Young children are particularly vulnerable to the chronic sequelae of anemia, including poor nutritional status. The aim of this study was to assess intestinal parasitic-infections and nutritional status (anemia and linear growth) in preschool children living in contemporary Amazonian communities. A cross-sectional study measured children’s intestinal parasites and hair-Hg (HHg)—biomarkers of fish consumption, hemoglobin levels, and growth (anthropometric Z-scores). Children came from traditional-living families (Itapuã), and tin-mining settlements (Bom Futuro) representing current transitioning populations. It covered 937 pre-school children (from 1 to 59 months of age) from traditional (247) and immigrant tin-mining families (688). There was a high prevalence of intestinal polyparasitic-infection in children from both communities, but mild anemia (hemoglobin concentrations) and moderate (chronic) malnutrition were more frequent in children from traditional families than in children from tin-mining settlers. Children from traditional families ate significantly more fish (HHg mean of 4.3 µg/g) than children from tin-mining families (HHg mean of 2.3 µg/g). Among traditional villagers, children showed a significant correlation (r = 0.2318; p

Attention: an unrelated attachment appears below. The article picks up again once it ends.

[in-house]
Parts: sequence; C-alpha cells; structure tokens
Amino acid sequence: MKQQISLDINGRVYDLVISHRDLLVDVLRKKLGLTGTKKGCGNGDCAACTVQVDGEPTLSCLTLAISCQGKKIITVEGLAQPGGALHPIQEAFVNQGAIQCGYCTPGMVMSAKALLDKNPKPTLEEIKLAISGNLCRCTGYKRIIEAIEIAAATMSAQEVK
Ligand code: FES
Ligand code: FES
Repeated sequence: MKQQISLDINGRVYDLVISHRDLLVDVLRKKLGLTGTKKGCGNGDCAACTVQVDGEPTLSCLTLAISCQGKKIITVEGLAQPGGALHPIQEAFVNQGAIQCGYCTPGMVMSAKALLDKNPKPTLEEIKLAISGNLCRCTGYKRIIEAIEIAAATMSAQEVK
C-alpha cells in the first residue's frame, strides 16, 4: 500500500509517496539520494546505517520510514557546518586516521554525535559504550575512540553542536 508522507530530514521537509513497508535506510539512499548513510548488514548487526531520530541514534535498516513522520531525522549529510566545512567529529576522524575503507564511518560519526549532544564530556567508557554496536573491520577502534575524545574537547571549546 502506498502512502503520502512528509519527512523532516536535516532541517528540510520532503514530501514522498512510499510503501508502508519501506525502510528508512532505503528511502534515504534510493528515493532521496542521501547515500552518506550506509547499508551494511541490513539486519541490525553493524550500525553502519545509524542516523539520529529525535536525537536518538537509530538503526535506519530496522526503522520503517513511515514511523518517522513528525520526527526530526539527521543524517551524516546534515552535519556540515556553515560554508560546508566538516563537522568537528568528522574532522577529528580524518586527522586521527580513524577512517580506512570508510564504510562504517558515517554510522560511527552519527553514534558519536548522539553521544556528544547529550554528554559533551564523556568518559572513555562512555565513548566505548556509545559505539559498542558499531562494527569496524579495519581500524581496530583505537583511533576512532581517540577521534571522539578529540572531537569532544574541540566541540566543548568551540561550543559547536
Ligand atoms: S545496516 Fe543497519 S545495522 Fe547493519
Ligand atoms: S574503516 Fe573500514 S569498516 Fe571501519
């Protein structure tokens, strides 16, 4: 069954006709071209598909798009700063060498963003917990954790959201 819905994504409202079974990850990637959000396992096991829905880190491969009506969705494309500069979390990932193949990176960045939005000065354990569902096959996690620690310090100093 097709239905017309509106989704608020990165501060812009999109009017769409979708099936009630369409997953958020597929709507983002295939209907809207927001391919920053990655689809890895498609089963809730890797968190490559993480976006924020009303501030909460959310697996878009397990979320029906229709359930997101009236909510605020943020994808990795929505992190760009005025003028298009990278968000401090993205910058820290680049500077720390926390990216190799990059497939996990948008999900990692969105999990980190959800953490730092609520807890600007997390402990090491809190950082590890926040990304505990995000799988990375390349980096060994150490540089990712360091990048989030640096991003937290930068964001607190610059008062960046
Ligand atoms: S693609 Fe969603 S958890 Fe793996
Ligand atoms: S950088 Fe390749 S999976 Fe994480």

= 0.0005) between hemoglobin concentrations and HHg concentrations. High rates of parasitic infection underlie the poverty and attendant health issues of young children in the Brazilian Amazon. The intestinal parasite burden affecting poor Amazonian children resulting from unsafe water, lack of sanitation and poor hygiene is the most urgent environmental health issue.
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